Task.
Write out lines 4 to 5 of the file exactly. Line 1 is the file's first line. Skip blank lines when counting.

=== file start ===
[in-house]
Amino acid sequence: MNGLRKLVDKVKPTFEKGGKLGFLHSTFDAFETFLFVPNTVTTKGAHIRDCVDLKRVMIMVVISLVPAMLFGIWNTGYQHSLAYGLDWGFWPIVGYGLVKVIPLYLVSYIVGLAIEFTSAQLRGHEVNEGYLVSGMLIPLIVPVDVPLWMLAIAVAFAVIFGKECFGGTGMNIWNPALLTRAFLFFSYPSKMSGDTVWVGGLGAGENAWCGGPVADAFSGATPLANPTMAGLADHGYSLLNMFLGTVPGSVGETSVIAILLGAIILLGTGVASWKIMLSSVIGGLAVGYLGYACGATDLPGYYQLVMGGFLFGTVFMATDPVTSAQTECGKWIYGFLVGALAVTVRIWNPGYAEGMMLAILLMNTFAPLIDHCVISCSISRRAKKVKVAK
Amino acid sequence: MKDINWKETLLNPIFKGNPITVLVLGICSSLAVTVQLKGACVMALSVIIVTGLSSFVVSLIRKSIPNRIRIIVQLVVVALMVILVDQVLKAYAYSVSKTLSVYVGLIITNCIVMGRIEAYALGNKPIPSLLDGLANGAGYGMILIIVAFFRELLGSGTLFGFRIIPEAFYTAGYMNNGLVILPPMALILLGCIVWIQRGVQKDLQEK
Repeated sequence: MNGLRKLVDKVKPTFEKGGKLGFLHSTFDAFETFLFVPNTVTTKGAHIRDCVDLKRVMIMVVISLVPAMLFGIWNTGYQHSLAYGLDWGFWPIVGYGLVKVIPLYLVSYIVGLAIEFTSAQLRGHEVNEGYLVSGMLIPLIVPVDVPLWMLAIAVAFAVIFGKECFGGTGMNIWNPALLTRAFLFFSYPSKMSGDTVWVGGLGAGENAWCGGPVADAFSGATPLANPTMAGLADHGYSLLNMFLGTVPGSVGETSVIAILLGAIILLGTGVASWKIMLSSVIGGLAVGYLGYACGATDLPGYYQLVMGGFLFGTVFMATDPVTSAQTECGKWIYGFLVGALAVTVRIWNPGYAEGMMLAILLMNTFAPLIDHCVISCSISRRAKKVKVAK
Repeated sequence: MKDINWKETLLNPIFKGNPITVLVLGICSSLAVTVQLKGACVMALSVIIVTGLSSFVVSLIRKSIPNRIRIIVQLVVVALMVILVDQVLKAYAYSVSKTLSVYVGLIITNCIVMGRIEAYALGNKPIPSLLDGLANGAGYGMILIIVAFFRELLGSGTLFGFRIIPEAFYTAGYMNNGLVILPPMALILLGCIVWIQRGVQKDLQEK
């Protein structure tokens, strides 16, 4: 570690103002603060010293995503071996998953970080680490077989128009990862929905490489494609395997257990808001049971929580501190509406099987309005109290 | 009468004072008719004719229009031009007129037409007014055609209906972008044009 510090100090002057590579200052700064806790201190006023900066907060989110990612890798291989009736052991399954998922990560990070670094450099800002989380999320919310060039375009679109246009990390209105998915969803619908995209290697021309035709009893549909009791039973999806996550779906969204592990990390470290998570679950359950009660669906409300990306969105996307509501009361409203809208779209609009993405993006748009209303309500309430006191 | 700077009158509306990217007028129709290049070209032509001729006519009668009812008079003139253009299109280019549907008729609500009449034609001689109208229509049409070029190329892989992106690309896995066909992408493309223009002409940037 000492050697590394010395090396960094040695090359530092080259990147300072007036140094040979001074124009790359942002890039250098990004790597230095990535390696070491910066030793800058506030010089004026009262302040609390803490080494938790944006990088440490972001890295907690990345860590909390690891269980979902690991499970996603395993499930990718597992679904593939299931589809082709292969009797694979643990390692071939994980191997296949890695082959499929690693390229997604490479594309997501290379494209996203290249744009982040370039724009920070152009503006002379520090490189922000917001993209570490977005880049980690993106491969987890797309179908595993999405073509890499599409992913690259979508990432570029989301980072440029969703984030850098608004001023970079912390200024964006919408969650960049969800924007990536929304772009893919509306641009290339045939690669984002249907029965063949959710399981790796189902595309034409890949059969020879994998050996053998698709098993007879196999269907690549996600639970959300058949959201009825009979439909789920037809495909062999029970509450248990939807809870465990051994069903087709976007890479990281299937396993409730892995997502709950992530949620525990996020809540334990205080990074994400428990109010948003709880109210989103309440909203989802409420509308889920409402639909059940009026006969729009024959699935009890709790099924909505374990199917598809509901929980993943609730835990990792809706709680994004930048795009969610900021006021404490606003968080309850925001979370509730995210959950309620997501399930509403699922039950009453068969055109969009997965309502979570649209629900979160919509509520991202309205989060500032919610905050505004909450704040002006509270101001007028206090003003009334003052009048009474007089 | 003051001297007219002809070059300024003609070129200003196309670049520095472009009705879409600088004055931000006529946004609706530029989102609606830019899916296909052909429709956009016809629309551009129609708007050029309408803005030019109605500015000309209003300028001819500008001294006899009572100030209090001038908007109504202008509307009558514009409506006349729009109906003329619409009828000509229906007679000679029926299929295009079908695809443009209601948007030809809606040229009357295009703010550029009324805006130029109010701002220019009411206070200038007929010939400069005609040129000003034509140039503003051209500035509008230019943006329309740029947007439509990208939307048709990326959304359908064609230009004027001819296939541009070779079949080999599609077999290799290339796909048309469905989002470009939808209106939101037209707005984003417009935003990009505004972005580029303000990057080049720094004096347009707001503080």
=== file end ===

Repeated sequence: MNGLRKLVDKVKPTFEKGGKLGFLHSTFDAFETFLFVPNTVTTKGAHIRDCVDLKRVMIMVVISLVPAMLFGIWNTGYQHSLAYGLDWGFWPIVGYGLVKVIPLYLVSYIVGLAIEFTSAQLRGHEVNEGYLVSGMLIPLIVPVDVPLWMLAIAVAFAVIFGKECFGGTGMNIWNPALLTRAFLFFSYPSKMSGDTVWVGGLGAGENAWCGGPVADAFSGATPLANPTMAGLADHGYSLLNMFLGTVPGSVGETSVIAILLGAIILLGTGVASWKIMLSSVIGGLAVGYLGYACGATDLPGYYQLVMGGFLFGTVFMATDPVTSAQTECGKWIYGFLVGALAVTVRIWNPGYAEGMMLAILLMNTFAPLIDHCVISCSISRRAKKVKVAK
Repeated sequence: MKDINWKETLLNPIFKGNPITVLVLGICSSLAVTVQLKGACVMALSVIIVTGLSSFVVSLIRKSIPNRIRIIVQLVVVALMVILVDQVLKAYAYSVSKTLSVYVGLIITNCIVMGRIEAYALGNKPIPSLLDGLANGAGYGMILIIVAFFRELLGSGTLFGFRIIPEAFYTAGYMNNGLVILPPMALILLGCIVWIQRGVQKDLQEK